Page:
Modern languages degrees provide skills that are highly in demand with recruiters in a wide range of industries, all around the world.
While studying a modern language at university doesn’t necessarily mean you’ll end up working abroad, it will certainly help if you like the sound of an international career.
In the 2011 ‘What do graduates do?’ survey conducted by the UK Higher Education Careers Services Unit (HECSU), more than 10% of the UK’s modern languages graduates were in overseas employment six months after graduating – a much higher percentage than in other subject areas.
In addition, almost 1% were completing further study or training overseas.
Further education was also a popular choice for those who stayed in the UK. Just over 10% were pursuing a higher degree in the UK, 4.3% were studying for a postgraduate certificate in education (PGCE), and about 6% were completing another form of educational or training course.
Of those who employed in the UK, the most common sectors were retail and catering, clerical and secretarial work, and marketing, sales and advertising.
However, significant numbers of modern languages graduates were also working in business and finance, private and public sector management, and positions relating to arts, design, culture and sports.
In short, modern languages graduates are to be found in pretty much every field of work.
Broad range of career paths
This impression matches that of Jane Simpson, head of the School of Languages at Australian National University. In her experience, “Modern languages graduates go into a wide range of careers, including non-governmental agencies, diplomacy, multinational businesses, arts organizations, the public service, teaching, interpreting and translation, data management analysis and editing.”
Chan Wai Meng, director of the Centre for Language Studies at the National University of Singapore, identifies two distinct career paths for modern languages graduates.
The first is as a ‘languages specialist’, working in roles such as translation and interpretating (which may require some further training and certification), language teaching, or within international organizations.
The second type of career path, Chan says, is as a humanities and social sciences ‘generalist’ – someone who has “a good all-round education and the necessary methodological competence to adapt to and learn new professions.”
However, he adds, even in roles that do not specifically demand multilingualism, modern languages graduates are still likely to benefit from having gained “knowledge of another or other cultures and cross-cultural competence.”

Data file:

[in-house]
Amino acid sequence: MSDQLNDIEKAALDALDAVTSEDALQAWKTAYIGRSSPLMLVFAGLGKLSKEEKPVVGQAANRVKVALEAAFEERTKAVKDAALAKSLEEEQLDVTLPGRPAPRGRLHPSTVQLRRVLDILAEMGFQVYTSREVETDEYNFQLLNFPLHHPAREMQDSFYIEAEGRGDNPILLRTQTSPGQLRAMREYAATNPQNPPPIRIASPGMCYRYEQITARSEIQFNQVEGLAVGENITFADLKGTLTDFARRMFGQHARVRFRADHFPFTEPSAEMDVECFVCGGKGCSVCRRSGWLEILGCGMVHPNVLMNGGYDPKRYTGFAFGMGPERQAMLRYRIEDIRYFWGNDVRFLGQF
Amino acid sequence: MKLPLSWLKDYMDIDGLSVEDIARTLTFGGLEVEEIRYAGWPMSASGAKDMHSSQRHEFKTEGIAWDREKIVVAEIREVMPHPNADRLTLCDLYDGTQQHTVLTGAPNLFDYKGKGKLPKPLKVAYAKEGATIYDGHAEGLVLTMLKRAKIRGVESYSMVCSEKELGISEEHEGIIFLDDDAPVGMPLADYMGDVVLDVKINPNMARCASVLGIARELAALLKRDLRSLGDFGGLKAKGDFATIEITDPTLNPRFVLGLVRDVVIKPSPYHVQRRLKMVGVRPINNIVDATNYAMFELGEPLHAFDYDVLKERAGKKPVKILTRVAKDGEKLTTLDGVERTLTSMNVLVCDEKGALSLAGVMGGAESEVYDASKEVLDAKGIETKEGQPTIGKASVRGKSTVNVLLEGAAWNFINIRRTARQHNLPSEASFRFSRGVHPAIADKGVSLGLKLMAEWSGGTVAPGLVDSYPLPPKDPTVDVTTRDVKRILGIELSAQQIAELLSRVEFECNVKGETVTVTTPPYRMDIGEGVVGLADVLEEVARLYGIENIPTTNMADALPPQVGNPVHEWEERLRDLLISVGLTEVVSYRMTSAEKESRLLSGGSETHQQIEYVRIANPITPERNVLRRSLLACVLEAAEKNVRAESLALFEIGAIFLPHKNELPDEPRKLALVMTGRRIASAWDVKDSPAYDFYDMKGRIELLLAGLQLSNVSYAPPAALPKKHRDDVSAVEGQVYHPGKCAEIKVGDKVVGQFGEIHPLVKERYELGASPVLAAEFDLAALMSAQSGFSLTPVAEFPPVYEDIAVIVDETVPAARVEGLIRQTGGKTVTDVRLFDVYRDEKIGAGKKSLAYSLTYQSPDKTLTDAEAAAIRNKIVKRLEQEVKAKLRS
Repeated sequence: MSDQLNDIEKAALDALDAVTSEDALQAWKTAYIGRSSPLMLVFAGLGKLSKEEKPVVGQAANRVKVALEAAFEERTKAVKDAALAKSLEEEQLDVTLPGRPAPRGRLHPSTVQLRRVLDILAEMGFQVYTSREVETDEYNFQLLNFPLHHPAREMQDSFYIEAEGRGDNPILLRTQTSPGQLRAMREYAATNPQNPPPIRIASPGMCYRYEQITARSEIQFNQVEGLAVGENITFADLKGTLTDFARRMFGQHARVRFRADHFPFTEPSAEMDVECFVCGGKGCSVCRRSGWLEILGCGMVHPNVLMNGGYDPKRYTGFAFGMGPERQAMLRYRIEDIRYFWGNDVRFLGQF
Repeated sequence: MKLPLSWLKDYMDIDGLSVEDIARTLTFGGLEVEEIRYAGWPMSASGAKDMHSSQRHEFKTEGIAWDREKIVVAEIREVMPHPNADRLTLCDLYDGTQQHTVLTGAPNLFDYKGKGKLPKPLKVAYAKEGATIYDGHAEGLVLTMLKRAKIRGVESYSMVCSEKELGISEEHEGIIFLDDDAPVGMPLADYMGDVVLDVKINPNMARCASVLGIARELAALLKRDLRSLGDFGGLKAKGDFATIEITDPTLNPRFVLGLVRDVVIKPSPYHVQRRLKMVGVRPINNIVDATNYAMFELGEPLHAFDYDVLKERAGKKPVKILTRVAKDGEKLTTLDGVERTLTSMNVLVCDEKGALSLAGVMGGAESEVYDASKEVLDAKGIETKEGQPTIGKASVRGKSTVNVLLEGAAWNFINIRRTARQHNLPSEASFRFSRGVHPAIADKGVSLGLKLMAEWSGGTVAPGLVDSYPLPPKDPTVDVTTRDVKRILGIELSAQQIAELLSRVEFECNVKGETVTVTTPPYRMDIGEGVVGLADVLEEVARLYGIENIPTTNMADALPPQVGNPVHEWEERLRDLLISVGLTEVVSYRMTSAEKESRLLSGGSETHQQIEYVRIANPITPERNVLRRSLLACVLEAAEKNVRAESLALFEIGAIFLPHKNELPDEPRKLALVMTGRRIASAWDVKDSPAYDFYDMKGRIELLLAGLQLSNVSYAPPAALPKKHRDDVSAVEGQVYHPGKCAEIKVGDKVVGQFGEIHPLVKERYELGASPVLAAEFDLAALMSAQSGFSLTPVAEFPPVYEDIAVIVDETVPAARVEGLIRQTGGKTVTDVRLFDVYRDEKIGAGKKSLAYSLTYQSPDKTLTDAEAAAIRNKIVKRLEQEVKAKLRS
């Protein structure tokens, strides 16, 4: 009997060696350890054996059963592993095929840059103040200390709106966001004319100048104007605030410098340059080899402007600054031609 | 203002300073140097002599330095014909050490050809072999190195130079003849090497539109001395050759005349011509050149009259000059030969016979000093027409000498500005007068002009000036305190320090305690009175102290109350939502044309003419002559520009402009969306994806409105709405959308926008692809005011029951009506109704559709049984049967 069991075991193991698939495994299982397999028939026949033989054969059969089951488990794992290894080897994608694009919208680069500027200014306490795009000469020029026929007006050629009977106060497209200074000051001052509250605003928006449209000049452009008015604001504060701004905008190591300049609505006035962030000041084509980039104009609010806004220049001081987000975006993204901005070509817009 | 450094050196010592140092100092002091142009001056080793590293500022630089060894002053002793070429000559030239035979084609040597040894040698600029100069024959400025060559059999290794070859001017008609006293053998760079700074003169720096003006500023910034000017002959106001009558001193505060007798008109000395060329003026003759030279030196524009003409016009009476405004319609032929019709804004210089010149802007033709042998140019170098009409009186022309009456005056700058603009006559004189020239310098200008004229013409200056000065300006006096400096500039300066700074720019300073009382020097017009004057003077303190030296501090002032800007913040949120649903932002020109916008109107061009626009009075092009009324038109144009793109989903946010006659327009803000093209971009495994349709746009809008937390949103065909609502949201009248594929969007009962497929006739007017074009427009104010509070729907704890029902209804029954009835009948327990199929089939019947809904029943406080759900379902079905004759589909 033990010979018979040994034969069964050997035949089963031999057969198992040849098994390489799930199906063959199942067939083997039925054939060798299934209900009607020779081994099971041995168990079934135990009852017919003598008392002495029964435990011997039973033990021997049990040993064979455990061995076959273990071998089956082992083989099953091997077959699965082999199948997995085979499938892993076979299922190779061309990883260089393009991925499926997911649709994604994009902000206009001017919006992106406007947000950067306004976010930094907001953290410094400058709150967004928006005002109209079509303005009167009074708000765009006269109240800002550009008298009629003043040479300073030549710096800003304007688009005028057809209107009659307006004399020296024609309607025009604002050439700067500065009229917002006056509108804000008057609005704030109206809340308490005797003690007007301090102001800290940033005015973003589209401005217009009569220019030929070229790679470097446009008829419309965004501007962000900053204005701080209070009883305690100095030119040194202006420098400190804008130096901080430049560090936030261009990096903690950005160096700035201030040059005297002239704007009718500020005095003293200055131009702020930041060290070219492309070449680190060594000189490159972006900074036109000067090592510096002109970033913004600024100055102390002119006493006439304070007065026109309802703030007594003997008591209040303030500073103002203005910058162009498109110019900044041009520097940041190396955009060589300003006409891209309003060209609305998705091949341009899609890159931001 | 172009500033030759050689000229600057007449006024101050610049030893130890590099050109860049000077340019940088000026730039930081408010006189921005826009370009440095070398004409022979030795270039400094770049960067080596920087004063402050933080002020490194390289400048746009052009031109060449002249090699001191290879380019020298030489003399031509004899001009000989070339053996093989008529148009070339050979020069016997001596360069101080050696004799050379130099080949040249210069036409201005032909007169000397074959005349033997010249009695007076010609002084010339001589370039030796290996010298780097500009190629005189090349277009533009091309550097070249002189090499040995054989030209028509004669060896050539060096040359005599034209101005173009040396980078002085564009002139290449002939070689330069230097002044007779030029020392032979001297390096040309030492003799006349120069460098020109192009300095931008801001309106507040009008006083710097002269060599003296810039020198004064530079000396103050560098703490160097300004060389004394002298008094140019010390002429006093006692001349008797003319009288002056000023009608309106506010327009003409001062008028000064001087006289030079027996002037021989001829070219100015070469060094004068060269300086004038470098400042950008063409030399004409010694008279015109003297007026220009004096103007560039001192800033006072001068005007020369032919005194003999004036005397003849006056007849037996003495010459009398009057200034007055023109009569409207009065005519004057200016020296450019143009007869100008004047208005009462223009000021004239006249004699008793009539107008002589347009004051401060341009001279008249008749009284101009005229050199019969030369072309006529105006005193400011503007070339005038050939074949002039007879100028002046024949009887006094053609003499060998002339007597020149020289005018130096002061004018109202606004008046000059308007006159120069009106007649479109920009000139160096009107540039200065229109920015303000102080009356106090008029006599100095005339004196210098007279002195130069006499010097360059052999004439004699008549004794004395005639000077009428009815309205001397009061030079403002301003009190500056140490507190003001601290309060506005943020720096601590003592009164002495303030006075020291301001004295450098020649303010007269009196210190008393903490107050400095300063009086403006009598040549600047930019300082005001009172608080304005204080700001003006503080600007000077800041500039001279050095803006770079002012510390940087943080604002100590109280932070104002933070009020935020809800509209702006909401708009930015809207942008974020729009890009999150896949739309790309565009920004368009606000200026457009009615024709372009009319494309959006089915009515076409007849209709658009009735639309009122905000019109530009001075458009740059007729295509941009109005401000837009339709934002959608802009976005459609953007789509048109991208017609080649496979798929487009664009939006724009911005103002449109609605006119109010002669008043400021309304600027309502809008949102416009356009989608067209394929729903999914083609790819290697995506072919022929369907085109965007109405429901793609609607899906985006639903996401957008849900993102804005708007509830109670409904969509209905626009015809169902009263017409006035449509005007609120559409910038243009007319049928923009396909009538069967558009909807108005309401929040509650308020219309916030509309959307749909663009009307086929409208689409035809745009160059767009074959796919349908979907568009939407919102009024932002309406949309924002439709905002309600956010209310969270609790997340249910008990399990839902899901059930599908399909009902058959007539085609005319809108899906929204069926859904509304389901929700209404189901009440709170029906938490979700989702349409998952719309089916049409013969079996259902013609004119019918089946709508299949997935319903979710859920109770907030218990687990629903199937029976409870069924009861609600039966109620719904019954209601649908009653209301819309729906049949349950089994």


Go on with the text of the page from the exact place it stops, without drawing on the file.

What skills will you gain?
Aside from the most obvious – being able to communicate fluently in more than one language – modern languages degrees provide a number of transferable skills valued by employers.
Simpson says, “Students with a modern languages degree should have gained social, political, historical, cultural and literary insights into another society, and therefore access to a new way of viewing the world, and hence a broadening of perspective.”
She adds, “They should not only know the grammar and vocabulary of another language, but they should also know how to communicate effectively in that language – which includes conversation management: when to be silent, when to interrupt, how to interpret gestures and eye gaze, how to make polite requests and so on.”
So clearly communication – written, spoken and in more nuanced forms – should be a strong point. But modern languages graduates should also have good research and analysis skills, proven intellectual rigour, plus good self-motivation and organization.
Many modern languages courses include the option of a year abroad, either working or studying, and – as the QS Global Employer Survey Report 2011 shows – international experience is something a majority of employers take into consideration when assessing job applications.
Chan says students should also look out for degrees that include options to develop professional skills, such as course modules relating to media and journalism, business and commerce, or translation and interpretation.
Source by topuniversities